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Abortion in the News

News has unique power to shape public understanding of abortion and government’s role in restricting or protecting it. Decades of media effects research has shown that new drives public opinion and policymakers’ agendas on key issues, including who is responsible for causing and solving social problems.

Abortion has long been an abstraction in US news coverage. Prior research on coverage of abortion in U.S. newspapers found:

  • Abortion was usually only mentioned in news coverage rather than covered substantively.
  • Abortion was framed as a symbolic/political issue more than a health or policy issue. 
  • News rarely included pregnant people’s stories (4% of coverage) or basic facts on abortion (1-5% of coverage). 

ANSIRH’s current Abortion in the News Study aims to update prior research to explore how news coverage of abortion has changed since the 2022 Supreme Court decision in Dobbs v. Jackson Women’s Heath.

What research questions will the Abortion in the News Study answer?

Evidence: How does evidence on abortion safety and the harms of abortion denial appear in news coverage? To what extent are basic facts about abortion and pregnancy, including medication abortion and self-managed abortion, included in coverage, if at all?
Policies: What types of abortion policies are covered? What arguments or assertions are made about these policies?
Perspectives: Whose perspectives are most often quoted in news coverage of abortion, e.g., health professionals, politicians, advocates, patients, others? How are pregnant peoples’ stories of decision-making or abortion-seeking portrayed?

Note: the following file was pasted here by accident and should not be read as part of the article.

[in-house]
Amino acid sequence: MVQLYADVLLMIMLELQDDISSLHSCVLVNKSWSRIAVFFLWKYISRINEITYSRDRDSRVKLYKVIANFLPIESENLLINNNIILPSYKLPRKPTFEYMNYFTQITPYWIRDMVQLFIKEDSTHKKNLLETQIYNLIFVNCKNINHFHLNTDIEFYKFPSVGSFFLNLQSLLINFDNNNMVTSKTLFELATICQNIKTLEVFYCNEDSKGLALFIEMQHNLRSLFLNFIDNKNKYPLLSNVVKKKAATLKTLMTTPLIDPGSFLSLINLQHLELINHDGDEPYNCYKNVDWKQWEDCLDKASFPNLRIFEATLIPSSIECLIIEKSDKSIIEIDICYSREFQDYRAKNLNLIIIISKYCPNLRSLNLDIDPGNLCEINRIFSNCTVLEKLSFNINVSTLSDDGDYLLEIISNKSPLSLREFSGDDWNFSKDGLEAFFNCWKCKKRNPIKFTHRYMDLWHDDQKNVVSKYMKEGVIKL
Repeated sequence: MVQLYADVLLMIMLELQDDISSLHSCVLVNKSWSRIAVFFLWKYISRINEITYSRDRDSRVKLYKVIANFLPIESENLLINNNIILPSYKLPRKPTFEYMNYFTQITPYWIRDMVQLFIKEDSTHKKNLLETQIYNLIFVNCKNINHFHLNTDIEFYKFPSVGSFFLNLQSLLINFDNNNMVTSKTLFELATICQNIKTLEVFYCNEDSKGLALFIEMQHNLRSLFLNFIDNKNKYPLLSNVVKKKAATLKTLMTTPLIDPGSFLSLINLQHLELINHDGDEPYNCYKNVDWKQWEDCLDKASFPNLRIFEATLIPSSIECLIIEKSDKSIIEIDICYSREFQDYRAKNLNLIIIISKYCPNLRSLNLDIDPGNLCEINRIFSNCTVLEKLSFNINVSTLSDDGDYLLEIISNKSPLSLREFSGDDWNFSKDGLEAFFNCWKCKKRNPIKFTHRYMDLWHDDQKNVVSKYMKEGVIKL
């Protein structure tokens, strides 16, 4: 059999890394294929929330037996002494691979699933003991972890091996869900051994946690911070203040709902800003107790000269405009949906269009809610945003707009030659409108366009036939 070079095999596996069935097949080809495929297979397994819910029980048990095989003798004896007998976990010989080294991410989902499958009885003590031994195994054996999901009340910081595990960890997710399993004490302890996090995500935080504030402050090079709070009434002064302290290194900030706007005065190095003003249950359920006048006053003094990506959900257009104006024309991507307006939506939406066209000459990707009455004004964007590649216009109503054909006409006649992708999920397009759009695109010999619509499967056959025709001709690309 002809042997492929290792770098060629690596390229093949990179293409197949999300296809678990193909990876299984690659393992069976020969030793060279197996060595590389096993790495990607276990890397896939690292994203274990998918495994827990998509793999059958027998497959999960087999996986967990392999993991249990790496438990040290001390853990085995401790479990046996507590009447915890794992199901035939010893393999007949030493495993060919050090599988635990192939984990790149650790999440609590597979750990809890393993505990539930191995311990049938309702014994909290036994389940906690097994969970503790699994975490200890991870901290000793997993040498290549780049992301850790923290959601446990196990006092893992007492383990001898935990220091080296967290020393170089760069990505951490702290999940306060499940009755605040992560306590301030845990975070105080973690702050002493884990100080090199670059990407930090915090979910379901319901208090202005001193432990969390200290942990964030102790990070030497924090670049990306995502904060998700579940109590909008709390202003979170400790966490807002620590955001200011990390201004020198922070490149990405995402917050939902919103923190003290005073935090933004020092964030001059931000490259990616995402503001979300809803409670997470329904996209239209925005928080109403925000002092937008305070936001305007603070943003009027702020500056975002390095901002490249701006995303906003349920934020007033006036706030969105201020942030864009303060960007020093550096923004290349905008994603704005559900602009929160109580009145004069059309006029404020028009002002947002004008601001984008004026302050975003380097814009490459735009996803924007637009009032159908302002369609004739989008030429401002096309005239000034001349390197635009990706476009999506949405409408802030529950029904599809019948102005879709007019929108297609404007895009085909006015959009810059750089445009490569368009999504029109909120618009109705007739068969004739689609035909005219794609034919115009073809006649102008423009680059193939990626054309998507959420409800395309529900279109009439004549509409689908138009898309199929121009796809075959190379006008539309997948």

Equity: To what extent are issues of equity, such as economic and geographic barriers to abortion, addressed? How are racial/ethnic disparities in birth outcomes and the impact of abortion criminalization addressed?

Study Design: Analyzing U.S. newspaper articles on abortion

Using online databases of news content, we collect articles from major U.S. newspapers that include the word “abortion” and conduct rigorous analyses to answer our research questions. Our current study examines abortion content from 5 newspapers (Associated Press, New York Times, USA Today, Wall Street Journal, and Washington Post) printed between January 1, 2022 and June 30, 2023. We are conducting both Natural Language Processing analysis and in-depth Ethnographic Content analysis to understand how coverage changed after the Dobbs leak and decision.

  • Term Frequency-Inverse Document Frequency (TF-IDF) analysis: a Natural Language Processing tool for text analysis; identifies frequent terms that are “distinguishing” in a corpus.
  • Ethnographic content analysis of 5% random sample, proportional by source and month. Team of 4 codes for story depth (substantive vs. mention), personal stories, type of speakers quoted, and basic facts included.

Implications: How does news media portray abortion?

  • Our findings suggest that abortion is highly newsworthy Post-Dobbs, and usually covered as a serious policy issue. While research on harms of abortion restrictions is sometimes included in simplified forms, basic pregnancy and abortion facts are still relatively rare.
  • Pregnant people’s stories are still uncommon in news coverage, and highlight atypical cases. This suggests that efforts to support and elevate abortion storytellers are critical. Journalists should be encouraged to diversify the abortion stories they include.
  • News could be doing more to help the public understand abortion as a safe, common, vital form of reproductive health care. 

Additional Resources